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Why the CMA is Bolstering Banking Customer Confidence

17-Aug-2016 11:02:23 / by Graham Cobb

Graham Cobb

Rebuild customer confidence! That’s the clarion call from the Competition and Markets Authority (CMA) to banks in its recently released Report on ‘Making Banks Work Harder for You.’

It all started with the banking crisis of 2007 where the confidence of both customers and governments in banks hit rock bottom.


A Historical Perspective

The Basel Accords were introduced in the eighties to tackle capital adequacy and liquidity amongst other challenges. However, versions two and three of the Accords raise the bar on the level of capital adequacy and liquidity ratio a bank must have in relation to the risk that they expose themselves through lending, invesments and the trading they undertake.


The government was traditionally the insurer for the banks. Regulation was primarily focused on stabilising the banks and minimising the risk of failure with the obvious impact on the bank’s client base, if they failed to deliver. Whilst the banks have been strengthened, it's arguable that confidence levels have yet to return to pre-crisis levels.


Regulatory Revival

For the investment business, the Markets In Financial Instruments Directives (MIFID I & II) was introduced with effect from 2007 and updated through II in 2014. It is aimed at driving increased competition and consumer protection.

This consumer protection is being further enhanced through the ring fencing rules to be applied by 2019, which effectively separate the retail and investment businesses of a bank. Whilst this provides more consumer protection in retail banking, it also means that the retail bank has to find its own capital reserves.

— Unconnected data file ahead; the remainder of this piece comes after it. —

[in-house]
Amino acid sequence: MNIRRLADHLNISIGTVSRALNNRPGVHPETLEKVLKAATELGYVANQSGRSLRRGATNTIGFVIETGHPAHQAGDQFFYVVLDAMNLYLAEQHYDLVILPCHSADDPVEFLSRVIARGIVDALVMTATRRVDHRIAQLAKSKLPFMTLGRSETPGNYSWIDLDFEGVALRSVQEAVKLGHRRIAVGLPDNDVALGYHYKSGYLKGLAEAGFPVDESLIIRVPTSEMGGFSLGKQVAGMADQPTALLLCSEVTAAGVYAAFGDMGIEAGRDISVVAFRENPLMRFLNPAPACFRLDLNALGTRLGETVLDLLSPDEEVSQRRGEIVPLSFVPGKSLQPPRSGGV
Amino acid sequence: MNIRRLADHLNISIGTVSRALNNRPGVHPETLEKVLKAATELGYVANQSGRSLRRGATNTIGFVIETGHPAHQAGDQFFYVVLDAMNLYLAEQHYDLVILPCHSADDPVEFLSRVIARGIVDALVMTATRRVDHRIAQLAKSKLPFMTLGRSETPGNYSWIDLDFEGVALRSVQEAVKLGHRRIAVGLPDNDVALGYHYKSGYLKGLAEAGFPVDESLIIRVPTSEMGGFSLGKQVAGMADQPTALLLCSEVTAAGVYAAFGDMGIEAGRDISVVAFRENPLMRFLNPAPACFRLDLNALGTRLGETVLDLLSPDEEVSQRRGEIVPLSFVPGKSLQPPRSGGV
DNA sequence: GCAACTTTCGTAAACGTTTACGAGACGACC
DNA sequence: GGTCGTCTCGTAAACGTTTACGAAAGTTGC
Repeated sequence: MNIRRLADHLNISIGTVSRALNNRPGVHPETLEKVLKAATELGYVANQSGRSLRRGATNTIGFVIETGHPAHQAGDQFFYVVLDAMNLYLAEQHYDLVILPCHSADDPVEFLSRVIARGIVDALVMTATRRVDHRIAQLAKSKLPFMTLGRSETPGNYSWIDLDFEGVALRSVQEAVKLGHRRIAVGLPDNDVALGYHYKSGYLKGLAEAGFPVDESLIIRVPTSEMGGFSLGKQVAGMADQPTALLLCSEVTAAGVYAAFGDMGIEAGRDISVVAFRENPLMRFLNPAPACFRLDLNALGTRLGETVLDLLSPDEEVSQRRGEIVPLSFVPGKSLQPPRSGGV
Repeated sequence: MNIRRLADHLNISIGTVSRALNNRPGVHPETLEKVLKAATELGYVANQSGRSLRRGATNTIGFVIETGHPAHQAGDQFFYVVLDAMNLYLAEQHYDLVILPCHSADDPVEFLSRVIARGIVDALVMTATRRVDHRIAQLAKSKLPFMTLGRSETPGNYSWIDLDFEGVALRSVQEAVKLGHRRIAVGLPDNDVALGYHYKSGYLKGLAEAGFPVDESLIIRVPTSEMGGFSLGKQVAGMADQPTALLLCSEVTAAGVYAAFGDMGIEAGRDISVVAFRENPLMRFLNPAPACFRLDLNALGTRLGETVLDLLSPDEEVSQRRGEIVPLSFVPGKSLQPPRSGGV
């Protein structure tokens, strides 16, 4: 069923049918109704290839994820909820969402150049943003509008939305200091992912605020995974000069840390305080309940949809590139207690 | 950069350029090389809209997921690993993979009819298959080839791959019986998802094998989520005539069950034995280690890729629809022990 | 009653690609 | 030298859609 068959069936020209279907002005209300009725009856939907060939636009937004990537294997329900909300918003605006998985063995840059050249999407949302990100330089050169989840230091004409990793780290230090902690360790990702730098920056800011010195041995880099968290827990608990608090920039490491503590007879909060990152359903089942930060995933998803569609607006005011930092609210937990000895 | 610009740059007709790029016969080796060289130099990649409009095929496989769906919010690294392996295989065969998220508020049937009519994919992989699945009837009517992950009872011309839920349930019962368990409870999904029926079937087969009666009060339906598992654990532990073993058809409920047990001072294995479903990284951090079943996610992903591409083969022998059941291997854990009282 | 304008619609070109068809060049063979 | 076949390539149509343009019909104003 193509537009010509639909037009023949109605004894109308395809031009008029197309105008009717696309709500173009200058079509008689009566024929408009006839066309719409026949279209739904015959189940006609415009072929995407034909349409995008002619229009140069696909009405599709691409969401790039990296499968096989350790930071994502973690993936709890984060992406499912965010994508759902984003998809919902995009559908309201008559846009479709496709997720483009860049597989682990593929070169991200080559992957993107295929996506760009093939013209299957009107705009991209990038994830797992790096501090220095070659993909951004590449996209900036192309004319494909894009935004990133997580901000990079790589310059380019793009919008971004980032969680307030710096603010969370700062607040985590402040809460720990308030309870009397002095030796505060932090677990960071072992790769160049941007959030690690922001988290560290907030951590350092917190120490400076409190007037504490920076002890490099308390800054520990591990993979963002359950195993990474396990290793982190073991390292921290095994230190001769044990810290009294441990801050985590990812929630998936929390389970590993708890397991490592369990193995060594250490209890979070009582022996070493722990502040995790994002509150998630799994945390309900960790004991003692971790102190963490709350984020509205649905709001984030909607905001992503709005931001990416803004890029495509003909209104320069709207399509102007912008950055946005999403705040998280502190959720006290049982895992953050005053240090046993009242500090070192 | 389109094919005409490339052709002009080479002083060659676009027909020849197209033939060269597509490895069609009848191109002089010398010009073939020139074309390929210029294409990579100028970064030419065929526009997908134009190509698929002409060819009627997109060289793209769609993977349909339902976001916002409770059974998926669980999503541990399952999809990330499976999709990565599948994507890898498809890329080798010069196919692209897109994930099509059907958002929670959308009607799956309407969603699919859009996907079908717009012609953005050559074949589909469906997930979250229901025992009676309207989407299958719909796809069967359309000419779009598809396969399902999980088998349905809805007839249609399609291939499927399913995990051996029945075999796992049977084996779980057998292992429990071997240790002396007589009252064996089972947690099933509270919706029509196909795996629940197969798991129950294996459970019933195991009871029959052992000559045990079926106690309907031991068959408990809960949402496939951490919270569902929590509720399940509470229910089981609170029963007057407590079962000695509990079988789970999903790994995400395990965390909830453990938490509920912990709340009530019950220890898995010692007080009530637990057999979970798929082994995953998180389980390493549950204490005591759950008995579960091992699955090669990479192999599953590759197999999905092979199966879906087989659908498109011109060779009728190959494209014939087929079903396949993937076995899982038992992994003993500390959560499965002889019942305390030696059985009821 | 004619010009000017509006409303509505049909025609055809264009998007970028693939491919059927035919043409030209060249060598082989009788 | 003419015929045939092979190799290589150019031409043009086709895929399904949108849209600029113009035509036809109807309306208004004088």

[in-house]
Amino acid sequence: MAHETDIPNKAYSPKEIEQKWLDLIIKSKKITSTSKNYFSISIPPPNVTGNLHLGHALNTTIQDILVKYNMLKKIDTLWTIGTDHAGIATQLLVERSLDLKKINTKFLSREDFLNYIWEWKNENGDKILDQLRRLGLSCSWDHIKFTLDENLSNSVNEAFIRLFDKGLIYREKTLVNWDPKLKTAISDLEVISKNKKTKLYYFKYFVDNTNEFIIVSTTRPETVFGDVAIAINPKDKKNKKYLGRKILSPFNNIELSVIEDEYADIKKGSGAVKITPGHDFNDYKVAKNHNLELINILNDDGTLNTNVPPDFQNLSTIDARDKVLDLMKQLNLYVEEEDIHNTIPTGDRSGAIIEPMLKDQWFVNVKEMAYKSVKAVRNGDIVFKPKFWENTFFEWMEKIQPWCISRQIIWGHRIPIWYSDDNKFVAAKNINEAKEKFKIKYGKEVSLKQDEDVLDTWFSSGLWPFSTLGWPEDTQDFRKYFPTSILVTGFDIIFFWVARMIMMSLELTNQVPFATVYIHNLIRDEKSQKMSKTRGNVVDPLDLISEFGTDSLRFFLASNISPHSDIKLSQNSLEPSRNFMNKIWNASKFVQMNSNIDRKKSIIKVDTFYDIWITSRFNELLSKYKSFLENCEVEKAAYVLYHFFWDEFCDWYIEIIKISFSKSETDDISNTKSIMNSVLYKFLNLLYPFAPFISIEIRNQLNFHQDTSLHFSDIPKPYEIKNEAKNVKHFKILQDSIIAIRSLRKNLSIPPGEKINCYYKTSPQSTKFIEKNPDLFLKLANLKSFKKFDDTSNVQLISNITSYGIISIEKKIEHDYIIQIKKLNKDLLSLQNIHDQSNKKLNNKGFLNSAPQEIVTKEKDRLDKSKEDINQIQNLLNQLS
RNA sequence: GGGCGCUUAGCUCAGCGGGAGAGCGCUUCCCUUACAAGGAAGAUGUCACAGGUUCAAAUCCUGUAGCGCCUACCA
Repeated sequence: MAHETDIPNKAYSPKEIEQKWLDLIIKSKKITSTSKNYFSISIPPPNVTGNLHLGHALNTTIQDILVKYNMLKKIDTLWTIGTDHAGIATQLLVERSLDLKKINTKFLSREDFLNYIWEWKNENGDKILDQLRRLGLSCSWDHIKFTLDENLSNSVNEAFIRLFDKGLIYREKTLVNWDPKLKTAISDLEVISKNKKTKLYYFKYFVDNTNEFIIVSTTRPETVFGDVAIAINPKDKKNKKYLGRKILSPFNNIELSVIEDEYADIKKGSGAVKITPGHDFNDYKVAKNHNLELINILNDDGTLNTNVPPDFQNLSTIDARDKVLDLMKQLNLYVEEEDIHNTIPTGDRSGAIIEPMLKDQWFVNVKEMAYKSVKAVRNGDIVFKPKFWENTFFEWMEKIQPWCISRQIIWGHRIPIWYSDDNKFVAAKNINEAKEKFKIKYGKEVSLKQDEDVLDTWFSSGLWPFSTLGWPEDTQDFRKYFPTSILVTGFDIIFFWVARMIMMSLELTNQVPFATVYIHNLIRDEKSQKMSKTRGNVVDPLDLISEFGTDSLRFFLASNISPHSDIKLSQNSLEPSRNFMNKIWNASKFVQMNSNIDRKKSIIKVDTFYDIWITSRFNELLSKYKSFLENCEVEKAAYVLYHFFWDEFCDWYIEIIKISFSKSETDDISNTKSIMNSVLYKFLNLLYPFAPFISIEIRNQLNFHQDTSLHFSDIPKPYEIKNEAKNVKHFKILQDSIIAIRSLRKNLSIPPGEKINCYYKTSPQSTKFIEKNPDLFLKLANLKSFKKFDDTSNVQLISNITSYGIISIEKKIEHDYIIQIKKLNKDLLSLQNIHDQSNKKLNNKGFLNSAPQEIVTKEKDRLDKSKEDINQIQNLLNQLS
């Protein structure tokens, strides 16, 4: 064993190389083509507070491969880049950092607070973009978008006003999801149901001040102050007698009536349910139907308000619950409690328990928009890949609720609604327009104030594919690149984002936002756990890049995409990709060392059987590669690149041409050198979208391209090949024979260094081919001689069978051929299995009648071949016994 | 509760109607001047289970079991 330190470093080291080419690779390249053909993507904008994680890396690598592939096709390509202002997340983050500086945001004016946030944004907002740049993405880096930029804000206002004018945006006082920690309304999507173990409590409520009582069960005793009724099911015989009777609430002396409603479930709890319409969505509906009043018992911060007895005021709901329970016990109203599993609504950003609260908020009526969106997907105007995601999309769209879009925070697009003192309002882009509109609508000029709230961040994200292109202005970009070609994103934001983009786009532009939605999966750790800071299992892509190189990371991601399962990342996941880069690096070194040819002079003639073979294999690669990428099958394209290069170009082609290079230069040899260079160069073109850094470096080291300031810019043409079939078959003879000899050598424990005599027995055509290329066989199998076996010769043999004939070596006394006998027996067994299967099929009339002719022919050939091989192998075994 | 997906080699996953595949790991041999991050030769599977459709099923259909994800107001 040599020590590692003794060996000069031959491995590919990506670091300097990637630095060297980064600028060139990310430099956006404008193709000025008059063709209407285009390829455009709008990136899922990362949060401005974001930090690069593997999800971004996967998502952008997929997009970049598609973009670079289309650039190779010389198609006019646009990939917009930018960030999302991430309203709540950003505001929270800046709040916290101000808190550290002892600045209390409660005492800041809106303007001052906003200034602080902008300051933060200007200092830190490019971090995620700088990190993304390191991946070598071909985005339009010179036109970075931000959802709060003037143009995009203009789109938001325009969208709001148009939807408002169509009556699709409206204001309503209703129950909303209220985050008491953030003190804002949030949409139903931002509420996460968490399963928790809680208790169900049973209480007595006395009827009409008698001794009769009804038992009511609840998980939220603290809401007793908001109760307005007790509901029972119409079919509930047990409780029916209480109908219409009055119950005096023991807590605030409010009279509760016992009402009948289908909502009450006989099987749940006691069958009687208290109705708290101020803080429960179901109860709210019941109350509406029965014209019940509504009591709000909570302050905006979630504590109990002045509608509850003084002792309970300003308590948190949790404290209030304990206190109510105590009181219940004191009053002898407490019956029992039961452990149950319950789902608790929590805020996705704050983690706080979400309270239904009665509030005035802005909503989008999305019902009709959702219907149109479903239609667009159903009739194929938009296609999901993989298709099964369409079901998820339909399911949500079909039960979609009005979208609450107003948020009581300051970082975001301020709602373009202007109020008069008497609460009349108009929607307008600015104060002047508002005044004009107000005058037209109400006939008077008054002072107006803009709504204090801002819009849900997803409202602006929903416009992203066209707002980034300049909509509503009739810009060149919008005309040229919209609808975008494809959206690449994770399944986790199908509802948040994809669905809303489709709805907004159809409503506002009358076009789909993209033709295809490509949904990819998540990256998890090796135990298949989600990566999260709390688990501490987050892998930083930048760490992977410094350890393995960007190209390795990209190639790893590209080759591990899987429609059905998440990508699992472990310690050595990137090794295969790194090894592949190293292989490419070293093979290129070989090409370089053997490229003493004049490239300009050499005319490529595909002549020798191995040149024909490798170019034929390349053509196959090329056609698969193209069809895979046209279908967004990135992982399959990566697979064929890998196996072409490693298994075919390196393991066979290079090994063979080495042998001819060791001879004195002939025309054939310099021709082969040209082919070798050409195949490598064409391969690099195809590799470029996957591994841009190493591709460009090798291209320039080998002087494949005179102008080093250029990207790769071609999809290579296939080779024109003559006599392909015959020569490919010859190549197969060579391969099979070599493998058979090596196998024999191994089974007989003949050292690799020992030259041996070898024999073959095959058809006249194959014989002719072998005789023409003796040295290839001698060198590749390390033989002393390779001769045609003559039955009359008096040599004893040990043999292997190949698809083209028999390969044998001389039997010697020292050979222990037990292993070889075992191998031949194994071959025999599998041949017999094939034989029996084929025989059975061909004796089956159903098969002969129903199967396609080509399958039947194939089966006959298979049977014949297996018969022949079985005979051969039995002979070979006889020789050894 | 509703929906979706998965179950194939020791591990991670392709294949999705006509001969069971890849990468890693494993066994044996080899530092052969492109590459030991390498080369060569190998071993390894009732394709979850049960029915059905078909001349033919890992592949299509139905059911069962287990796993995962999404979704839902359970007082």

Further regulation in the form of the PSD I and II and the need to deliver open banking API's are aimed at breaking the stranglehold of the few stakeholders that control the payments highway.


Recommending Remedial Measures

The CMA is keen to ensure that banks work harder for customers and that the benefit of new technology is fully exploited. Some of the key insights gleaned from CMA’s report include:

  • Lack of innovation and competition within the sector
  • Significant customer savings through switching
  • First-mover advantage for older banks over newer and smaller entrants
  • Open APIs can transform financial services
  • Customers should have the opportunity to avoid incurring charges
  • Greater empowerment and lesser dependencies on banks for small businesses
  • Need for trustworthy information on service quality

The CMA’s recommendations are emphasised by a clear timetable for banks to comply. Whilst this is a good start, does it go far enough?

Digital and mobile transformations begin to look at more than just limited online app transactions. The technology to deliver extensive value-added services, and potentially redefine the subscription-based services that banks offer is being developed.

At Mastek, we work with banking and financial services customers to develop technology solutions that drive customer retention and growth. Click here to know more about how our Banking solutions can help banks put customers at the core of their business.

Topics: Banking, Digital Banking

Graham Cobb

Written by Graham Cobb

Graham is Mastek's Financial Services subject matter expert. He delivers domain expertise for client engagements from strategy through to solution.

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